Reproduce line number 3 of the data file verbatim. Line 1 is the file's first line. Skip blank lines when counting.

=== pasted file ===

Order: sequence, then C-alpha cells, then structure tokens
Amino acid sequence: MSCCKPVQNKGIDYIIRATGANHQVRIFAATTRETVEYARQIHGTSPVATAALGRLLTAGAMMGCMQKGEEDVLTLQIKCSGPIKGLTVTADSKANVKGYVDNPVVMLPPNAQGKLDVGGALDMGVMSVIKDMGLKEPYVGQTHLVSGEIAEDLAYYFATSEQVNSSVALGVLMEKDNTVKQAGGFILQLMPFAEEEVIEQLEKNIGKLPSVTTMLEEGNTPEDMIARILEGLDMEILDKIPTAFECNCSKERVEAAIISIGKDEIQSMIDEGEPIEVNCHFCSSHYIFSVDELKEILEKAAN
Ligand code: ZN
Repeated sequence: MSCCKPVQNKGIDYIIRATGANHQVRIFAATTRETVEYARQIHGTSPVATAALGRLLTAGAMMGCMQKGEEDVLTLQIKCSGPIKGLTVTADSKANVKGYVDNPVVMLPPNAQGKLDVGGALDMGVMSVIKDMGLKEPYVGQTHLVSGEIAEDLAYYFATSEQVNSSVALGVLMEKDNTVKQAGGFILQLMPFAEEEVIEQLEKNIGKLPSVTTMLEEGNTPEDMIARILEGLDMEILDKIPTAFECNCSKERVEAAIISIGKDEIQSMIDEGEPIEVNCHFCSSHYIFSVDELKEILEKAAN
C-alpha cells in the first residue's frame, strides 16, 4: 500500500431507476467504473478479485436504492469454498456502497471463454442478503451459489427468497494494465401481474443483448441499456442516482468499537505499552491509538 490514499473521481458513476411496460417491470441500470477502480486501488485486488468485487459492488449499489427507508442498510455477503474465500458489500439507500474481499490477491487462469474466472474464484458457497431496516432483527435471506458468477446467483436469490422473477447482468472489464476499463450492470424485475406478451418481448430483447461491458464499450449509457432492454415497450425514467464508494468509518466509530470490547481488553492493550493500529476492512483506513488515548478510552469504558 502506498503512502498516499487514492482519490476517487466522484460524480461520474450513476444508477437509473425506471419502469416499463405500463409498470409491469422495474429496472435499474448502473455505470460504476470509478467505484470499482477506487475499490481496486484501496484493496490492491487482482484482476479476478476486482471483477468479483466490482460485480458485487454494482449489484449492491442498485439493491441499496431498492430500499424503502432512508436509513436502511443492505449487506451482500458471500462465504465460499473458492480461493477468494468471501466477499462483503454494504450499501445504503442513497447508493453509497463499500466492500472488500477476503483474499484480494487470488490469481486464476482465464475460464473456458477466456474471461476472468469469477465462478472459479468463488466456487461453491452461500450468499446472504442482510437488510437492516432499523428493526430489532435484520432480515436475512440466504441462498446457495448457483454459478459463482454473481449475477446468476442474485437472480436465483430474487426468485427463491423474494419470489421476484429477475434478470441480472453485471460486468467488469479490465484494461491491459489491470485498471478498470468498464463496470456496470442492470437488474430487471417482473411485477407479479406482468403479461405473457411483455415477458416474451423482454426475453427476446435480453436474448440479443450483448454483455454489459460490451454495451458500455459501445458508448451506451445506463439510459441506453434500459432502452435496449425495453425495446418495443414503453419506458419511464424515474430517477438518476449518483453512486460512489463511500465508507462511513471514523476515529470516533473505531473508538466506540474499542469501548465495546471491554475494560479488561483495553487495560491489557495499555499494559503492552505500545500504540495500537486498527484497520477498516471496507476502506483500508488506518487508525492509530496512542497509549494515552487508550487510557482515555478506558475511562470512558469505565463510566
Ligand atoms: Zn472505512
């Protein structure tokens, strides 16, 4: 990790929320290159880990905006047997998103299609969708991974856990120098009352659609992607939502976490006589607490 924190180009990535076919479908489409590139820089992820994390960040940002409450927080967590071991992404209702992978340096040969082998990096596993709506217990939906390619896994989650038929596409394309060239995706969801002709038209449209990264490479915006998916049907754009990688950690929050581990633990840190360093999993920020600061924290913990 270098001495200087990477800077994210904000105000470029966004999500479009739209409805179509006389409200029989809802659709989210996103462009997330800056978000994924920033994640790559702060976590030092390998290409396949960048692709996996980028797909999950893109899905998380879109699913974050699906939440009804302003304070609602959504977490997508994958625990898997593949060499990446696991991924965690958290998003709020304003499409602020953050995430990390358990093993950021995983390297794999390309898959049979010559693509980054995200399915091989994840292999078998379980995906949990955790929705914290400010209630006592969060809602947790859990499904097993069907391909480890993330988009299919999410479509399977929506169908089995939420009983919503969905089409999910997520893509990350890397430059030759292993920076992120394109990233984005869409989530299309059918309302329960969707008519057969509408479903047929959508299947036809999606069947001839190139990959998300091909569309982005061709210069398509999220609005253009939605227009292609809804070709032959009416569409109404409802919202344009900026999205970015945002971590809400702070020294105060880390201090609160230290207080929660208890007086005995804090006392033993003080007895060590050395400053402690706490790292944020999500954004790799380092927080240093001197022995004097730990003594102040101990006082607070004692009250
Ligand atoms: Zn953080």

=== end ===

Ligand code: ZN